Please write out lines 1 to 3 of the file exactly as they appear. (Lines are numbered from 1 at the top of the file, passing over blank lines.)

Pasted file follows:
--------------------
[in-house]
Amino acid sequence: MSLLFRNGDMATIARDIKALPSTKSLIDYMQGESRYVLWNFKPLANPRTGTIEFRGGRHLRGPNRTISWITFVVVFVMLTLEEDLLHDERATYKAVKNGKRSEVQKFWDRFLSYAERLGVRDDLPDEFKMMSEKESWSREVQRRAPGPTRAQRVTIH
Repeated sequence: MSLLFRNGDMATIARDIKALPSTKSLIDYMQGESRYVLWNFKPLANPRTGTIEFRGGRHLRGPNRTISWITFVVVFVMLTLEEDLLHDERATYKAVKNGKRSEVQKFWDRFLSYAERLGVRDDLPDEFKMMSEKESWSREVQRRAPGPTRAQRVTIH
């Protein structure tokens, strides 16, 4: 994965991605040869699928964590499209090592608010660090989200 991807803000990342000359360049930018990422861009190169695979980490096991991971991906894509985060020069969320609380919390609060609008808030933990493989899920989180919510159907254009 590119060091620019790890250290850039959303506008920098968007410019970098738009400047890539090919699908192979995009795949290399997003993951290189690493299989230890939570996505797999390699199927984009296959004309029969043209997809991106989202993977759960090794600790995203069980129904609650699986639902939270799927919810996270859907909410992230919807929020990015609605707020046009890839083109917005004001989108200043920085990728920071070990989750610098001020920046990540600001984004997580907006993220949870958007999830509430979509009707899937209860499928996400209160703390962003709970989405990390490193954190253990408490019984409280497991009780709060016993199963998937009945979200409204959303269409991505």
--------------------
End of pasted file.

[in-house]
Amino acid sequence: MSLLFRNGDMATIARDIKALPSTKSLIDYMQGESRYVLWNFKPLANPRTGTIEFRGGRHLRGPNRTISWITFVVVFVMLTLEEDLLHDERATYKAVKNGKRSEVQKFWDRFLSYAERLGVRDDLPDEFKMMSEKESWSREVQRRAPGPTRAQRVTIH
Repeated sequence: MSLLFRNGDMATIARDIKALPSTKSLIDYMQGESRYVLWNFKPLANPRTGTIEFRGGRHLRGPNRTISWITFVVVFVMLTLEEDLLHDERATYKAVKNGKRSEVQKFWDRFLSYAERLGVRDDLPDEFKMMSEKESWSREVQRRAPGPTRAQRVTIH